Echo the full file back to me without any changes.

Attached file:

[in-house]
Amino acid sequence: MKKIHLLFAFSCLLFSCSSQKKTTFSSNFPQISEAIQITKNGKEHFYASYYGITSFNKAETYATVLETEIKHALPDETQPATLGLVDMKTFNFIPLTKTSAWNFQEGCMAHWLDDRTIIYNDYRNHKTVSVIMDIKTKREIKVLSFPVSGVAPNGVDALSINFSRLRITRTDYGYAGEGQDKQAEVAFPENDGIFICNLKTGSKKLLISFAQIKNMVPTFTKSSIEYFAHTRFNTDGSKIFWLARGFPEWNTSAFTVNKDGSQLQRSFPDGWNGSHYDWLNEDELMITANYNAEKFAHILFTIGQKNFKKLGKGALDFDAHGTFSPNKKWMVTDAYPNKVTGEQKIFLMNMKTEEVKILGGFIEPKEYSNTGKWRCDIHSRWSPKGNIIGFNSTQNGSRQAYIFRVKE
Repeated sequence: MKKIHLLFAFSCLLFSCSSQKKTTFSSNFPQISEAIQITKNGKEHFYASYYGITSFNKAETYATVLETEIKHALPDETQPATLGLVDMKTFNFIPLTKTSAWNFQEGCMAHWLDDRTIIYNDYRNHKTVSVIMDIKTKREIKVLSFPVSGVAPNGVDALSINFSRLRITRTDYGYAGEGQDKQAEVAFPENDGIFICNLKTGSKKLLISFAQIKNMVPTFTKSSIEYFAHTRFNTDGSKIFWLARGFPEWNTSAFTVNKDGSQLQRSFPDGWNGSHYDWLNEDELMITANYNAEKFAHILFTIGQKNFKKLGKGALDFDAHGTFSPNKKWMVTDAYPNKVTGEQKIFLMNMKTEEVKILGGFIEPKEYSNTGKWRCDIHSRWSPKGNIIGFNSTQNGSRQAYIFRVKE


[in-house]
Amino acid sequence: MKKIHLLFAFSCLLFSCSSQKKTTFSSNFPQISEAIQITKNGKEHFYASYYGITSFNKAETYATVLETEIKHALPDETQPATLGLVDMKTFNFIPLTKTSAWNFQEGCMAHWLDDRTIIYNDYRNHKTVSVIMDIKTKREIKVLSFPVSGVAPNGVDALSINFSRLRITRTDYGYAGEGQDKQAEVAFPENDGIFICNLKTGSKKLLISFAQIKNMVPTFTKSSIEYFAHTRFNTDGSKIFWLARGFPEWNTSAFTVNKDGSQLQRSFPDGWNGSHYDWLNEDELMITANYNAEKFAHILFTIGQKNFKKLGKGALDFDAHGTFSPNKKWMVTDAYPNKVTGEQKIFLMNMKTEEVKILGGFIEPKEYSNTGKWRCDIHSRWSPKGNIIGFNSTQNGSRQAYIFRVKE
Repeated sequence: MKKIHLLFAFSCLLFSCSSQKKTTFSSNFPQISEAIQITKNGKEHFYASYYGITSFNKAETYATVLETEIKHALPDETQPATLGLVDMKTFNFIPLTKTSAWNFQEGCMAHWLDDRTIIYNDYRNHKTVSVIMDIKTKREIKVLSFPVSGVAPNGVDALSINFSRLRITRTDYGYAGEGQDKQAEVAFPENDGIFICNLKTGSKKLLISFAQIKNMVPTFTKSSIEYFAHTRFNTDGSKIFWLARGFPEWNTSAFTVNKDGSQLQRSFPDGWNGSHYDWLNEDELMITANYNAEKFAHILFTIGQKNFKKLGKGALDFDAHGTFSPNKKWMVTDAYPNKVTGEQKIFLMNMKTEEVKILGGFIEPKEYSNTGKWRCDIHSRWSPKGNIIGFNSTQNGSRQAYIFRVKE